If Australians end up legalizing marriage equality, such a victory might actually increase the risk that church workers could lose their jobs in LGBT-related incidents. And with a postal survey on the marriage question underway, there may be increased risks even if church workers are public about their support for equal marriage.
Though the postal survey Australia is non-binding, the marriage debate has been just as heated as if it were binding. In one incident, it was reported that Melbourne’s Archbishop Denis Hart, speaking as president of the Australian Bishops’ Conference, had threatened to fire church workers who enter same-gender marriages, should marriage equality be approved. A later report clarified the archbishop’s statement, mitigating the reported threat but acknowledged that individual bishops are free to act as they wish in their dioceses.
Fr. Andrew Hamilton, SJ, a consulting editor for the Catholic magazine Eureka Street, has said even if Hart’s statements were misreported, the possibility that church workers would be fired remains alive.
Writing in La Croix, Hamilton said the argument that employees at Catholic institutions should live publicly in a way consistent with church teaching, lest they undermine that teaching, “belongs to a past age.” Catholic institutions now readily employ non-practicing Catholics, people of other faith traditions, and non-believers. Hamilton commented on this new reality:
“What attracts many people from diverse backgrounds to work in these Catholic organizations with children, the ill and people who are marginalised is their ethos. The tradition they inherit appeals to the unique value of each human being regardless of faith, worthiness of life, gender or sexual preference.
“That appeal is rooted in the belief that each human being is deeply loved by God. It is embodied in the story of Jesus Christ, and in the stories of the religious congregations inspired by him to found the organizations.”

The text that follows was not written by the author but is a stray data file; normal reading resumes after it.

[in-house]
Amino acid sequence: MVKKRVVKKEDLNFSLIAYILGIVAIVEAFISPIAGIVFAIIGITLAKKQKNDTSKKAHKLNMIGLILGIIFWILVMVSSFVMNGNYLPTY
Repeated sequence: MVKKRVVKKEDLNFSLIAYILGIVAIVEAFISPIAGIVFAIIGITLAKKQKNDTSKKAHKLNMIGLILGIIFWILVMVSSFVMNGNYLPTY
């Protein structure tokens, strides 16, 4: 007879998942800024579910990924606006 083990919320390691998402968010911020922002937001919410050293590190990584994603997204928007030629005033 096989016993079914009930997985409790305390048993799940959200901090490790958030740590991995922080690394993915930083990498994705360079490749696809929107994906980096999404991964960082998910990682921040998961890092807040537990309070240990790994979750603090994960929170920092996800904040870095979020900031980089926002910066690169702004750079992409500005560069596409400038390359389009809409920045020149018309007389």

Hamilton’s concern is to protect this ethos of care for marginalized and vulnerable people. If this ethos is to continue, then Catholics charged with transmitting the faith from which it emerges must be “enthusiastic about living its values, and able to commend them effectively and ensure that they govern their relationships with the people whom they serve and with one another.”
Transmission, Hamilton wrote, is based on trust, which “would certainly break down” were church workers to lose their job over LGBT issues. Indeed, the author said Australian lesbian and gay people are specifically vulnerable with the postal survey underway, and the church therefore has “a particular responsibility” to offer respect for and care to them. Hamilton concluded:
“The credibility of Catholic organizations as Christian and as humane is at stake.”
More than 70 church workers have come forward that they have lost their jobs in LGBT-related employment disputes in the last decade. Often, these firings occur when a church worker enters into a same-gender marriage. Other times, it is a church worker’s public support for marriage equality that led to their firing. Whatever the reason given by church officials, Hamilton is on point when he wrote that nothing less than the church’s credibility is at stake when these unjust firings occur.
For Bondings 2.0‘s full coverage LGBT-related employment issues in the church, click the ‘Employment Issues‘ category to the right or here. You can click here to find a full listing of such church workers and volunteers, as well as other information and resources about the topic..
—Robert Shine, New Ways Ministry, September 26, 2017